New York City’s new rules for menu labels at chain restaurants have set off a food fight among the nation’s obesity experts.
Most support the theory of the city’s health commissioner that forcing chain restaurants to list the calories alongside menu items — flagging that a Double Whopper With Cheese has 990 calories, for example — will make patrons think twice about ordering one. The rules are set to take effect at the end of March.
There is a countertheory, however, set forth by Dr. David B. Allison, the incoming president of the Obesity Society, a leading organization of obesity doctors and scientists. An affidavit he recently submitted to the United States District Court for the Southern District of New York has ignited a controversy within his organization.
In the filing, Dr. Allison argues that the new rules could backfire — whether by adding to the forbidden-fruit allure of high-calorie foods or by sending patrons away hungry enough that they will later gorge themselves even more.
It might be only a scientific debate among nutrition experts, except for the fact that Dr. Allison was paid to write the document on behalf of the New York State Restaurant Association, which is suing to block the new rules.
Dr. Allison’s role in the debate has angered some members of the Obesity Society, setting off an e-mail fury since word of his court filing began to circulate. Some have pointed to Dr. Allison’s other industry ties, which have included advisory roles for Coca-Cola, Kraft Foods and Frito-Lay.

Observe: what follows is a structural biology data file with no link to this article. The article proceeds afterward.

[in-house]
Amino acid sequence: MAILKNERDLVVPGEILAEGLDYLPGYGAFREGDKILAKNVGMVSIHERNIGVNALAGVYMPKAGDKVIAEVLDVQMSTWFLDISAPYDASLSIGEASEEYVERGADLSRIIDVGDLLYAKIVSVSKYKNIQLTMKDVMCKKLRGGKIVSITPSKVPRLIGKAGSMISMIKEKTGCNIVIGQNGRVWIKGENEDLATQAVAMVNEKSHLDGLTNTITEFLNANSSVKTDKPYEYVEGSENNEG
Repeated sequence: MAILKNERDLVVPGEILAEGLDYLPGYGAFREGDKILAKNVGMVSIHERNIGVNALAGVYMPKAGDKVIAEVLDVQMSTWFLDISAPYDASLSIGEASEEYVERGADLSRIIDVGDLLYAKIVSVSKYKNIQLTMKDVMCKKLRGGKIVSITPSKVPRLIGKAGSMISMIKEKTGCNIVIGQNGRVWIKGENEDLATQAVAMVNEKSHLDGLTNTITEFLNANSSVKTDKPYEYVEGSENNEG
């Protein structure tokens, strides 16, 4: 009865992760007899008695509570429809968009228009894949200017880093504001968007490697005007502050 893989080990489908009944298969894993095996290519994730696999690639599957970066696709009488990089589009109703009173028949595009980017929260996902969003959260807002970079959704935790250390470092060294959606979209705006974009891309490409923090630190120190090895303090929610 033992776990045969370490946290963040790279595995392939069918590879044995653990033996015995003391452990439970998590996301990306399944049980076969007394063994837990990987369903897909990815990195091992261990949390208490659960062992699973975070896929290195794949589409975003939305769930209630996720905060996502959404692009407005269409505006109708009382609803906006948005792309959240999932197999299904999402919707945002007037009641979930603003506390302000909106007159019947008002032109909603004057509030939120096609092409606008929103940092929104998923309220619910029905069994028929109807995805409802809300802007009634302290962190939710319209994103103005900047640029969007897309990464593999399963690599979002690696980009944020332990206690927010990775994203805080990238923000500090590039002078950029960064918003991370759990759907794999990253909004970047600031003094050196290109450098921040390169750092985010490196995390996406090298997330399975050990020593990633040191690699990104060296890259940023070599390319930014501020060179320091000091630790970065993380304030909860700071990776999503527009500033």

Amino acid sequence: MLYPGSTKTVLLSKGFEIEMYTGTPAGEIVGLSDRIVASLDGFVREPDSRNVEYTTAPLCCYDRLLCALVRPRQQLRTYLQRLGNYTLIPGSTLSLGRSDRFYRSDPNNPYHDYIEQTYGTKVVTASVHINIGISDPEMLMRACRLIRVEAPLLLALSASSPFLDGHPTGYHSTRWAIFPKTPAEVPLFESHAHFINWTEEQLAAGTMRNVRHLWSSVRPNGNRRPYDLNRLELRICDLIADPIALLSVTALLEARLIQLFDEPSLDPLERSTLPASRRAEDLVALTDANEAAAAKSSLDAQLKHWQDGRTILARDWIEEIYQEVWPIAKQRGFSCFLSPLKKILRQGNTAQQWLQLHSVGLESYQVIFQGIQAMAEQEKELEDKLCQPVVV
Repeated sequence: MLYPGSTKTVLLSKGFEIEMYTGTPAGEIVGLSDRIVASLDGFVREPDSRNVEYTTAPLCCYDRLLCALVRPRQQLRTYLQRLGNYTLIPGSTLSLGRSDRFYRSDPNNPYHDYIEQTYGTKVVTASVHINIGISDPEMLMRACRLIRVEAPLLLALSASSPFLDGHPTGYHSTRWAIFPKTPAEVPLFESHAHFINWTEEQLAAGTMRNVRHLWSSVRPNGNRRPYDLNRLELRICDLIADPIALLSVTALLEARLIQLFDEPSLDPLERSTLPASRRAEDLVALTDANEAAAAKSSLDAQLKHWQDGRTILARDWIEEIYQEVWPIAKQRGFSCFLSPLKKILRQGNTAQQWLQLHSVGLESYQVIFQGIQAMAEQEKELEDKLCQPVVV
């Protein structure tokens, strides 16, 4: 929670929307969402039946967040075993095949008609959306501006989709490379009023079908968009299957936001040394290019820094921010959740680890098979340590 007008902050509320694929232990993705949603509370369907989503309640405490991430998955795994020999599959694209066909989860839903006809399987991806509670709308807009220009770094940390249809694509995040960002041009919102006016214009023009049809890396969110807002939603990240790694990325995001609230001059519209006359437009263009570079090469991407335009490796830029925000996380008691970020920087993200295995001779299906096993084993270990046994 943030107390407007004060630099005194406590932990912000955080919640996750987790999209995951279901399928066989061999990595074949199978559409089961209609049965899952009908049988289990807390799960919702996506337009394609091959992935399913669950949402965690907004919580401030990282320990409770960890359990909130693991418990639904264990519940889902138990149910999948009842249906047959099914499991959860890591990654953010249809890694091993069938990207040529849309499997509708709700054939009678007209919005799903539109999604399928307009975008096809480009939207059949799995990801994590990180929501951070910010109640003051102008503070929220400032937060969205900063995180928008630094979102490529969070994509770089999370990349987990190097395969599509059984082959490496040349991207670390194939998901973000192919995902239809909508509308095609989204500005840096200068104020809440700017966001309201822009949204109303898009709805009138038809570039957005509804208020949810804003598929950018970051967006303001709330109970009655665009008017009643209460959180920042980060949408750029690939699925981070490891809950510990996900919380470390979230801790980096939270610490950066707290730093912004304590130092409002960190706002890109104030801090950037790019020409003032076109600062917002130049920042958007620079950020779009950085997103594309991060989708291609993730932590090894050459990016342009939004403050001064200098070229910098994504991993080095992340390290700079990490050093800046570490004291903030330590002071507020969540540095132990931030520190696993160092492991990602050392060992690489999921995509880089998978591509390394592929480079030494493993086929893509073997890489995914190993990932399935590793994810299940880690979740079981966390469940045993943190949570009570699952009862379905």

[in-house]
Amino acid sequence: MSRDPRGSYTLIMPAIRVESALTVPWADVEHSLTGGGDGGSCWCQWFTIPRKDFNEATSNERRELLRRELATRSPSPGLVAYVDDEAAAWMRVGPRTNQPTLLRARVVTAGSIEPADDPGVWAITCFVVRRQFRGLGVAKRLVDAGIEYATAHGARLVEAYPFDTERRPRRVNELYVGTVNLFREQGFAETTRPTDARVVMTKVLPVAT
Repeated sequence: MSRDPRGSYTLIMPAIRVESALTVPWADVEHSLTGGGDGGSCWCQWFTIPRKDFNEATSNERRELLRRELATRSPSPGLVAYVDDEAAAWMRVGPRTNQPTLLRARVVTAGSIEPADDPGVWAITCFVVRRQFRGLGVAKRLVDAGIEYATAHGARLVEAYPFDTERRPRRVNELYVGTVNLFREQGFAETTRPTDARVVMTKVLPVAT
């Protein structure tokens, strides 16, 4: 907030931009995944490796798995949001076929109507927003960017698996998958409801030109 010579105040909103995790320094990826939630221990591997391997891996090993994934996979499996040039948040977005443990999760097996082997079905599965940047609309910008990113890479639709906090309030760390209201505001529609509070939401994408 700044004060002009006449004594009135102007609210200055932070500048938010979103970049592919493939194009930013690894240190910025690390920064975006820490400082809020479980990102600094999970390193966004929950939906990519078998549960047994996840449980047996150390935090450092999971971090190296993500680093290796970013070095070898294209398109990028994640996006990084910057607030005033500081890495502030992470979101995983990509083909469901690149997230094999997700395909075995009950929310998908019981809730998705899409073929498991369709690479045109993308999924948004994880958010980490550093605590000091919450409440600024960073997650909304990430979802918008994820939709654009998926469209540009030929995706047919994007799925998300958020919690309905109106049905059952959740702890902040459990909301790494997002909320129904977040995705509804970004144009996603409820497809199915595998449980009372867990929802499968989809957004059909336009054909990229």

Many of the group’s 1,800 members are “completely mad that a president-elect of the Obesity Society, an organization that cares about obesity and cares about healthy eating, wants to hold back information from people that helps them make healthy choices,” said Dr. Barry M. Popkin, a member of the organization, who is director of the Interdisciplinary Obesity Center at the University of North Carolina, Chapel Hill.
Dr. Allison, a professor of biostatistics and nutrition at the University of Alabama, Birmingham, is scheduled to start a one-year term as president of the Obesity Society in October. He has defended his affidavit. In a telephone interview, he said he did not take a position for or against menu labeling in the document but merely presented the scientific evidence that the labeling might deter over-eating but might not and, in fact, might be harmful.